Insulin pp 451-467 | Cite as

Insulin Regulation of Metabolism Relevant to Gluconeogenesis

  • R. Bressler
  • J. J. Bahl
Part of the Handbook of Experimental Pharmacology book series (HEP, volume 92)


In this chapter the role of insulin in the regulation of intermediary metabolism relevant to gluconeogenesis and the glucostat function of the liver will be reviewed. Changes in plasma blood glucose levels are moderated by the actions of the liver primarily under the control of insulin and glucagon. Minimizing hyperglycemic and preventing hypoglycemic states requires short- and long-term regulation of hepatic and peripheral metabolism. An appreciation continues to develop of how the relevant biochemical pathways are regulated acutely at the level of enzyme activity and chronically through gene expression. Understanding the role of insulin in regulating the relevant intermediary metabolism requires discussion of hepatic glucose catabolism and anabolism and knowledge of the antagonistic actions of insulin and glucagon which are inseparable from the physiological functioning of the liver to maintain normal levels of blood glucose.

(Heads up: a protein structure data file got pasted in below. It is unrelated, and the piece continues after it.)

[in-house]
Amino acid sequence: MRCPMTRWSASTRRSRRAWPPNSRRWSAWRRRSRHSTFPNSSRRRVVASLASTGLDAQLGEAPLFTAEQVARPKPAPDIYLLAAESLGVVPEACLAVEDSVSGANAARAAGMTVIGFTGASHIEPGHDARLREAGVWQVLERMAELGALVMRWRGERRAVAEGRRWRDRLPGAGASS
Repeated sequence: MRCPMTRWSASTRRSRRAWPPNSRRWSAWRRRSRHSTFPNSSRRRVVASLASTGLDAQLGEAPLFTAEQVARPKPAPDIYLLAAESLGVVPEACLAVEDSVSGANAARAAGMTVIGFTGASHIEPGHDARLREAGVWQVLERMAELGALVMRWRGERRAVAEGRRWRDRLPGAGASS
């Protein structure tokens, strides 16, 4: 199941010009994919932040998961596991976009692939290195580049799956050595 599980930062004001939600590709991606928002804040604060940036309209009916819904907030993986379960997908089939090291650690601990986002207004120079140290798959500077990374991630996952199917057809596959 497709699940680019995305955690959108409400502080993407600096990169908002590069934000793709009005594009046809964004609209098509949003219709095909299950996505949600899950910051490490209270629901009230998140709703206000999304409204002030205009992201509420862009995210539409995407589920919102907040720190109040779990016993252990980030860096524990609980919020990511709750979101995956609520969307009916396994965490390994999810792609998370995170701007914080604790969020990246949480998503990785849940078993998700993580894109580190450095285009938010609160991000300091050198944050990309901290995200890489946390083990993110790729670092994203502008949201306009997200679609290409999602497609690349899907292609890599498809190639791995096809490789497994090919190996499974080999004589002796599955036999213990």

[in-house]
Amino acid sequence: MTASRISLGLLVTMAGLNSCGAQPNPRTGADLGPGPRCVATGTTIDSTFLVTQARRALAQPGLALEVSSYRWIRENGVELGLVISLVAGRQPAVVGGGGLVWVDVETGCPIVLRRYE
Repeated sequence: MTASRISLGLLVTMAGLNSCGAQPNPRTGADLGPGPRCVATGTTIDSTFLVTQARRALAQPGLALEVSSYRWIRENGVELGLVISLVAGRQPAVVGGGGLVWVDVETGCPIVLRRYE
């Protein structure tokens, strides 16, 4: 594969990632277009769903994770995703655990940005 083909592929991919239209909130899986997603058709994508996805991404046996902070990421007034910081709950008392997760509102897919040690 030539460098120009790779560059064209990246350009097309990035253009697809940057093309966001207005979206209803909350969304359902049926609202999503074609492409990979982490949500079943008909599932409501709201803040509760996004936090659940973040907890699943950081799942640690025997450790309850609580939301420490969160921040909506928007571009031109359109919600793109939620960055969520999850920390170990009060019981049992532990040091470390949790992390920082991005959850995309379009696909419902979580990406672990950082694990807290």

Fatty Acid Oxidation Pyruvate Carboxylase Hepatic Gluconeogenesis Hepatic Glucose Output Insulin Regulation 
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© Springer-Verlag Berlin Heidelberg 1990

Authors and Affiliations

  • R. Bressler
  • J. J. Bahl

There are no affiliations available

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